KLM Flight From New York To Amsterdam Fueled By Cooking Oil

Good news: The frying oil used by international culinary schools may soon be put to use after it’s done creating culinary masterpieces. KLM Airlines recently launched its first transatlantic flight partially fueled by leftover grease. According to the New York Post, the eco-friendly Boeing 777 runs on a mix of 75 percent jet fuel and 25 percent cooking oil. Although oil only makes up one-quarter of the mix at this time, the initiative marks a huge advancement in sustainability and alternative fuels.

“It’s indistinguishable on a molecular level from regular kerosene jet fuel,” Rick Shouten, captain of the plane, told the source. “For the pilots, it was totally transparent. It’s as if you’re flying a normal aircraft.”

For those aspiring cooks who are also environmentalists, the idea that their culinary academy experience can better the world is an added bonus for learning to cook. The current shipment of oil came from a refinery plant near Baton Rouge, Louisiana, after being used to cook catfish, cracklins, crawfish and other Cajun delicacies.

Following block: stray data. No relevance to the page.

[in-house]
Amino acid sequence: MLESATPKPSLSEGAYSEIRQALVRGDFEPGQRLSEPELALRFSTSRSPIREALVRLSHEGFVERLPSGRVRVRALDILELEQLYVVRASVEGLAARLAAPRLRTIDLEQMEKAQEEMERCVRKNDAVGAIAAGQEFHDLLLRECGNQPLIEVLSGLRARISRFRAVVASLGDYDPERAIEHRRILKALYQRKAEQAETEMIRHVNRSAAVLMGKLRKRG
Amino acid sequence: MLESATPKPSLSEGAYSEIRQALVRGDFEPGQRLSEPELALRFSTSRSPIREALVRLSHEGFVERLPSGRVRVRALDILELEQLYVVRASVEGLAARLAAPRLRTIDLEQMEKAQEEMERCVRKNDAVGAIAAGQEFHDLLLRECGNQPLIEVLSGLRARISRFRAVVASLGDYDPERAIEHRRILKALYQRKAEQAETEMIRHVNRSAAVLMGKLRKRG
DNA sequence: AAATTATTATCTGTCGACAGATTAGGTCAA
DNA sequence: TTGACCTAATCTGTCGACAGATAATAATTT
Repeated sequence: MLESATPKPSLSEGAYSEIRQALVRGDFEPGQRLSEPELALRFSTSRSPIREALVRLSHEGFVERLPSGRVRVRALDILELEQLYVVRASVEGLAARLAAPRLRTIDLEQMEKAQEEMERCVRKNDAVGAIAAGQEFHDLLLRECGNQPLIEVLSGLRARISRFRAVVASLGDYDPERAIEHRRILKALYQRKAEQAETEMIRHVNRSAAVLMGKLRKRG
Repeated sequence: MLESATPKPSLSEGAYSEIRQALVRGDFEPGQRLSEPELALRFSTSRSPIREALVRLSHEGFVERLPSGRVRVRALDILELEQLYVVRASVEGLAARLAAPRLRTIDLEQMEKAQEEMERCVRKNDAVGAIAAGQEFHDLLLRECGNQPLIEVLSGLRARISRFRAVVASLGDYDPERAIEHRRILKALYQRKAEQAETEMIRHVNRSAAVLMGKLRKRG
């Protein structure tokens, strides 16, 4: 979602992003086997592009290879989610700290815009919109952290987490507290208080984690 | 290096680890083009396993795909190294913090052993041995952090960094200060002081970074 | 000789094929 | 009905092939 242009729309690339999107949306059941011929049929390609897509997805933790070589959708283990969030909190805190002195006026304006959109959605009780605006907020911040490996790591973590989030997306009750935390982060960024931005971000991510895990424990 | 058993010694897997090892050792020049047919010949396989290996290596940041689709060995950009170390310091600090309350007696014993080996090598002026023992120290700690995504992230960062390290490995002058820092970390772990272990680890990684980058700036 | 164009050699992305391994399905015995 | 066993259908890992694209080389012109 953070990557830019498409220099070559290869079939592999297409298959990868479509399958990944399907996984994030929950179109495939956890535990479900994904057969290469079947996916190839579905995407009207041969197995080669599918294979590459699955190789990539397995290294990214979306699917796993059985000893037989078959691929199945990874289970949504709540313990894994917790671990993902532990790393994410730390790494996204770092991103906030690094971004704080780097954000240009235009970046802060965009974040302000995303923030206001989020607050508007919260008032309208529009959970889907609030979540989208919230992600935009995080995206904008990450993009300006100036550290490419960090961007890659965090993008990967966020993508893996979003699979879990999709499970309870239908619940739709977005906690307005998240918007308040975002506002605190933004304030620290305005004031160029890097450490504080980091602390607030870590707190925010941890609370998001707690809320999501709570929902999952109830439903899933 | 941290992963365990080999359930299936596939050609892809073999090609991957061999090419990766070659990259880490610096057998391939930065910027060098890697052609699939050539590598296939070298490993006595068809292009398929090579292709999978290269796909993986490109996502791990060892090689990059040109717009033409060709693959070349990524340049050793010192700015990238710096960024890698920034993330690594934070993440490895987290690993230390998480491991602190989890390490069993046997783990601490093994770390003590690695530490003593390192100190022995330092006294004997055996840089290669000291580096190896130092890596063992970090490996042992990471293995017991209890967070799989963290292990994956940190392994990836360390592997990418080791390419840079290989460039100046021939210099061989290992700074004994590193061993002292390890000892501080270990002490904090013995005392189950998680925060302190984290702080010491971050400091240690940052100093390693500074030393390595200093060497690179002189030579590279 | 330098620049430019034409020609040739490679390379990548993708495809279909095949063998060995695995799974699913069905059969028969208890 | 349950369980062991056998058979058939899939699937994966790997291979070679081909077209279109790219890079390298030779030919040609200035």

The Associated Press reported that KLM Airlines will test the concept on 24 round-trip flights for the next six months. KLM executives noted that using cooking oil in the mix can reduce carbon emissions by up to 80 percent.

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